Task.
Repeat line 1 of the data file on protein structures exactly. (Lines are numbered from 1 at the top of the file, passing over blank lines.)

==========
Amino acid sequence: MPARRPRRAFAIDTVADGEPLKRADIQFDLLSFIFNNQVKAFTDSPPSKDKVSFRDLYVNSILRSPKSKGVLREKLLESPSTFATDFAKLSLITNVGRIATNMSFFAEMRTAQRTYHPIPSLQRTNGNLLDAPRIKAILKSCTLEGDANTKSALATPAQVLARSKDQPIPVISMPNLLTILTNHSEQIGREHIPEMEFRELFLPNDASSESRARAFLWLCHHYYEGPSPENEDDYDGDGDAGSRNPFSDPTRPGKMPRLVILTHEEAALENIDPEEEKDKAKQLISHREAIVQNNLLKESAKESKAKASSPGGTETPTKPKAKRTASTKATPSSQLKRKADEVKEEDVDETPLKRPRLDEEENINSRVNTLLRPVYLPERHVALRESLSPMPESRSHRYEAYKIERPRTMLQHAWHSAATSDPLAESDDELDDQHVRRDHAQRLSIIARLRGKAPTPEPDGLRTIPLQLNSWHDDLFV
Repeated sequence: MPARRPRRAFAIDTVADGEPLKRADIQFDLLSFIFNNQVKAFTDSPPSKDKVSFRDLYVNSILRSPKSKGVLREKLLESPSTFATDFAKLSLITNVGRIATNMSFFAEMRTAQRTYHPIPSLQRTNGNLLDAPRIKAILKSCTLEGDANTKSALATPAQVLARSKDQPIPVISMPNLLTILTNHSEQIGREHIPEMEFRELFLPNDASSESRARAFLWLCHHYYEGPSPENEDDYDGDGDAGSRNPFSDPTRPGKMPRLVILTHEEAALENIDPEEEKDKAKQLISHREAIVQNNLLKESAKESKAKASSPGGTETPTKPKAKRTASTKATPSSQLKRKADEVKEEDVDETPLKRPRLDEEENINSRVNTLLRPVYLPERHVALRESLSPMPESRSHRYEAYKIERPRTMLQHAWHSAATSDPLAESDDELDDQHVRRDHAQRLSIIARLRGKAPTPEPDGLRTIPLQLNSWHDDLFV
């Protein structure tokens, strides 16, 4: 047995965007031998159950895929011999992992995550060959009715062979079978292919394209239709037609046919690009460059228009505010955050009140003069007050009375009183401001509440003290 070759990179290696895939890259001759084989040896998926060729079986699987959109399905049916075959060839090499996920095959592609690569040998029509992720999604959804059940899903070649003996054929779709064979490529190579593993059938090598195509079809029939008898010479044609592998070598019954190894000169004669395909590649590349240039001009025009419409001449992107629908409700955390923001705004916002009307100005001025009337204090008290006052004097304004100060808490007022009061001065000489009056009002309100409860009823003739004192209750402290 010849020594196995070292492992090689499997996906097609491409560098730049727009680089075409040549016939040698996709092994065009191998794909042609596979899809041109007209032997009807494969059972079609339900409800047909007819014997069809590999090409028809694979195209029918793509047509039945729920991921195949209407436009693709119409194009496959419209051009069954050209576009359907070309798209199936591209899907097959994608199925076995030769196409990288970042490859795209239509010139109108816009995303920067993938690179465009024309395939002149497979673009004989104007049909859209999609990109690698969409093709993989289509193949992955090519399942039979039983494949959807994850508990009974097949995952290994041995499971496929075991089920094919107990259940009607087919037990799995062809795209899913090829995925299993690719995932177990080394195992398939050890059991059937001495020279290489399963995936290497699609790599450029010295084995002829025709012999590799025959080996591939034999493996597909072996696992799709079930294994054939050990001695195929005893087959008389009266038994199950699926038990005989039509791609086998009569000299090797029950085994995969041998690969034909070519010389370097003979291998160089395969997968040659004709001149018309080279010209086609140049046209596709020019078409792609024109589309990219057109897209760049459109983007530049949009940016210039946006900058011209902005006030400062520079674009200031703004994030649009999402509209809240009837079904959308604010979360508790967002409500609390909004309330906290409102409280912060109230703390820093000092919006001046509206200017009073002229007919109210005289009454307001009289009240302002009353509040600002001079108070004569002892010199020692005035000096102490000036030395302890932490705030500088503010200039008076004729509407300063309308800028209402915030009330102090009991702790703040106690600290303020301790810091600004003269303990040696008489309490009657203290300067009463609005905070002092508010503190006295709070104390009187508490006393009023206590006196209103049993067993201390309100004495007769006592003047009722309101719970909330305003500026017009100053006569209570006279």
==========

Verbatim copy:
Amino acid sequence: MPARRPRRAFAIDTVADGEPLKRADIQFDLLSFIFNNQVKAFTDSPPSKDKVSFRDLYVNSILRSPKSKGVLREKLLESPSTFATDFAKLSLITNVGRIATNMSFFAEMRTAQRTYHPIPSLQRTNGNLLDAPRIKAILKSCTLEGDANTKSALATPAQVLARSKDQPIPVISMPNLLTILTNHSEQIGREHIPEMEFRELFLPNDASSESRARAFLWLCHHYYEGPSPENEDDYDGDGDAGSRNPFSDPTRPGKMPRLVILTHEEAALENIDPEEEKDKAKQLISHREAIVQNNLLKESAKESKAKASSPGGTETPTKPKAKRTASTKATPSSQLKRKADEVKEEDVDETPLKRPRLDEEENINSRVNTLLRPVYLPERHVALRESLSPMPESRSHRYEAYKIERPRTMLQHAWHSAATSDPLAESDDELDDQHVRRDHAQRLSIIARLRGKAPTPEPDGLRTIPLQLNSWHDDLFV